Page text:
As the Supreme Court heard the pivotal union case, Janus v. AFSCME, on Monday, an unacknowledged presence haunted its chambers: that of Sylvester Petro, who conceived the argument on which the case turns. Although he died in 2007, this ideologically driven, anti-union law professor originated the legal strategy behind this case. His radical vision illuminates Janus’s profound implications.
Petro was the first to contend that public-sector collective bargaining was simply a form of politics, and that therefore, any effort to require government workers to pay “agency fees” to a union in return for its representational work amounted to compelled political speech that infringed on their First Amendment rights—the argument that Illinois public employee Mark Janus embraced in this case. Petro tried unsuccessfully to get the court to endorse that argument in the 1977 case of Abood v. Detroit Board of Education, the precedent Janus seeks to overturn.
Yet despite Petro’s seminal role in shaping their argument, Janus and his supporters seem intent on erasing any memory of Petro. His name is not mentioned among the voluminous citations of some two-dozen briefs supporting Janus.
Petro’s invisibility is intentional. Those who seek to advance his vision today know that any reference to his radically anti-union views would expose their equally radical aims.
Simply put, Petro hated all collective bargaining laws—whether in the public or private sector. Terming it “compulsory bargaining,” he believed collective bargaining undermined freedom. He held this view with a convert’s zeal. Born in 1917 to an immigrant family, he had supported unions before attaining undergraduate and law degrees at the University of Chicago. But his studies led him to libertarian economists Friedrich Hayek and Ludwig Von Mises, who shaped his worldview. With their support, he inaugurated an ideological war against collective bargaining laws in the 1950s. His first salvo, The Labor Policy of a Free Society (1957), urged repeal of the 1935 Wagner Act on the grounds that it infringed on workers’ rights to be union free.
Petro’s anti-union zeal was redoubled in the 1960s when President John F. Kennedy’s Executive Order 10988 imported key principles of the Wagner Act into the public sector, allowing federal workers to bargain over some issues, and again when states began adopting laws allowing government workers to unionize. If public-sector bargaining spread, Petro warned, unions would soon dominate government—which would force Americans to “take to the hills and the fields and the caves once more, as our ancestors have frequently had to do when integral—sovereign—government has broken down.” He inspired the formation in 1974 of the Public Service Research Council, the first organization devoted to fighting public-sector unionization.
Petro jumped at the chance to argue the Abood case before the Supreme Court, challenging a Michigan law that required that public school teachers financially support the unions that represented them. Although he hoped to use Abood to smash public-sector bargaining altogether, the case instead illustrated how unprepared 1970s America was for his vision. While the Abood court ruled that government workers could not be required to become union members or pay for unions’ electoral work, it approved—without dissent—unions’ collection of mandatory agency fees to defray the cost of their representational activities. That opinion was not written by a liberal lion, but instead by Eisenhower’s appointee, Potter Stewart.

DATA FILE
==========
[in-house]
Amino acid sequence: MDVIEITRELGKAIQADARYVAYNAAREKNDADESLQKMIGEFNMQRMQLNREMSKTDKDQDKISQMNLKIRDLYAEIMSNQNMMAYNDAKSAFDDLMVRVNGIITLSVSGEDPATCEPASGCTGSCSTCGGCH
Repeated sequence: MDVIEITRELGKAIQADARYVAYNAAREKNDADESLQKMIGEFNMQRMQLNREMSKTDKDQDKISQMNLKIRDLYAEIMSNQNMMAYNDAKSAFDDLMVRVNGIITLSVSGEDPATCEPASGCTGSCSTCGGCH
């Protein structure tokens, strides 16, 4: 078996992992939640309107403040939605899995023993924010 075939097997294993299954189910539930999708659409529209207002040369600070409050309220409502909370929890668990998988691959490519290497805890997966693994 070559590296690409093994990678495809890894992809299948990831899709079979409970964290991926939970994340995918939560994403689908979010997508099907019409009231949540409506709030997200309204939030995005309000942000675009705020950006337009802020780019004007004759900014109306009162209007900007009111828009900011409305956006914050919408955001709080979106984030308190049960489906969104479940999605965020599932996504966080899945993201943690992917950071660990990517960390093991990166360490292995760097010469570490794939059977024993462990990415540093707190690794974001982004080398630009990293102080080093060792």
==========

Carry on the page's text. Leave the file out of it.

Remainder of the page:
Justice Stewart’s views were not atypical among 1970s Republicans, many of whom supported public-sector bargaining. Republican governors like William Milliken of Michigan and James R. Thompson of Illinois signed the laws allowing agency fee collection in their states. Moreover, not only mainstream Republicans disavowed Petro’s radical ideas: Even conservatives seemed embarrassed by them. An exasperated Justice William Rehnquist repeatedly interrupted Petro during the oral argument of Abood.
Yet times have changed. Unions are weaker today than in 1977, and Republicans are more anti-union. Moderate governors like Milliken and Thompson have been replaced by the likes of Wisconsin’s Scott Walker, and justices like Stewart by the likes of Samuel Alito. Writing in the 2012 case of Knox v. SEIU Local 1000, Alito all but advertised for a case that would help him reverse Abood. Anti-union arguments once considered extreme have become mainstream.
These changes have set the stage for Petro’s posthumous revival. Although they avoid mentioning his name, and thereby invoking the ideological baggage attached to it, Mark Janus’s supporters clearly share Petro’s vision. They pose as First Amendment champions, but the radical roots of their argument betray their true intention: to eviscerate public-sector bargaining, hastening the day when collective bargaining in any form becomes a thing of the past.
That vision has never appeared more within reach. Justice Neil Gorsuch’s conspicuous silence during the oral argument Monday leaves open the slim possibility that he might not side with Janus, as expected. But most signs—including Justice Anthony Kennedy’s aggressive skepticism toward the union’s position—seem to suggest that, more than a decade after his death, Sylvester Petro is poised to win his biggest argument.